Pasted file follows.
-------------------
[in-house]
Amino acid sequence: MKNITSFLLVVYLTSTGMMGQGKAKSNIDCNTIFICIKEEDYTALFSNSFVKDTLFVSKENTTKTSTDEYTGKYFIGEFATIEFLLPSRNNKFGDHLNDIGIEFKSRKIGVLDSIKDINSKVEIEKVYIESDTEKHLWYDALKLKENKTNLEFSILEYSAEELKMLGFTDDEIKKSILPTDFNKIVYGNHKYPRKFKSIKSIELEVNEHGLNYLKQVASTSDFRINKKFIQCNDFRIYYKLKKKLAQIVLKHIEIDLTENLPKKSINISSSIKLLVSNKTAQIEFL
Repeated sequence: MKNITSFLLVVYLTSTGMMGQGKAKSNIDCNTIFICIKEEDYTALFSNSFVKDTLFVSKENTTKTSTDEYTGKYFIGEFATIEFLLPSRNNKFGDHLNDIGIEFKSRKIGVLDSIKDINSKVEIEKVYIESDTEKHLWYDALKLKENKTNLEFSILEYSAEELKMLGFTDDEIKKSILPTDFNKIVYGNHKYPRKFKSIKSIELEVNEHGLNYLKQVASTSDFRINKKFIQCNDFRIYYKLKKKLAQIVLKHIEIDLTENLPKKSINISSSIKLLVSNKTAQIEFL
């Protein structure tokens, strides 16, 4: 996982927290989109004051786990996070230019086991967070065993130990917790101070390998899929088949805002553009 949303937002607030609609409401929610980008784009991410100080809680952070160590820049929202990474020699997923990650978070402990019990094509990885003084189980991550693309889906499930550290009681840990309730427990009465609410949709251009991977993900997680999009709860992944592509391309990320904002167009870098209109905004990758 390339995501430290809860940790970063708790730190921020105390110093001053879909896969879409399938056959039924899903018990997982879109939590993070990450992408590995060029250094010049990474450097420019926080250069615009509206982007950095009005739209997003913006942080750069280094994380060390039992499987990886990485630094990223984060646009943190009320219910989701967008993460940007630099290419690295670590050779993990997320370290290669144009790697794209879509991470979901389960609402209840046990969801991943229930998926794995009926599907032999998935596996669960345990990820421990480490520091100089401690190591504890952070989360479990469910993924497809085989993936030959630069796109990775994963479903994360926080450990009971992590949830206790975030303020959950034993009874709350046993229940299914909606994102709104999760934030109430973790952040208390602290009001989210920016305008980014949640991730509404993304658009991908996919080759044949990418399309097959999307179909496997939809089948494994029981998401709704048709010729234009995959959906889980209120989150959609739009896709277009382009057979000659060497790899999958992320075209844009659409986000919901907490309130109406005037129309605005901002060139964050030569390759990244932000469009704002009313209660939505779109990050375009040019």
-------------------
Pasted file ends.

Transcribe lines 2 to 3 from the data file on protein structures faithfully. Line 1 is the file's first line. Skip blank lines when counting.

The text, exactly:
Amino acid sequence: MKNITSFLLVVYLTSTGMMGQGKAKSNIDCNTIFICIKEEDYTALFSNSFVKDTLFVSKENTTKTSTDEYTGKYFIGEFATIEFLLPSRNNKFGDHLNDIGIEFKSRKIGVLDSIKDINSKVEIEKVYIESDTEKHLWYDALKLKENKTNLEFSILEYSAEELKMLGFTDDEIKKSILPTDFNKIVYGNHKYPRKFKSIKSIELEVNEHGLNYLKQVASTSDFRINKKFIQCNDFRIYYKLKKKLAQIVLKHIEIDLTENLPKKSINISSSIKLLVSNKTAQIEFL
Repeated sequence: MKNITSFLLVVYLTSTGMMGQGKAKSNIDCNTIFICIKEEDYTALFSNSFVKDTLFVSKENTTKTSTDEYTGKYFIGEFATIEFLLPSRNNKFGDHLNDIGIEFKSRKIGVLDSIKDINSKVEIEKVYIESDTEKHLWYDALKLKENKTNLEFSILEYSAEELKMLGFTDDEIKKSILPTDFNKIVYGNHKYPRKFKSIKSIELEVNEHGLNYLKQVASTSDFRINKKFIQCNDFRIYYKLKKKLAQIVLKHIEIDLTENLPKKSINISSSIKLLVSNKTAQIEFL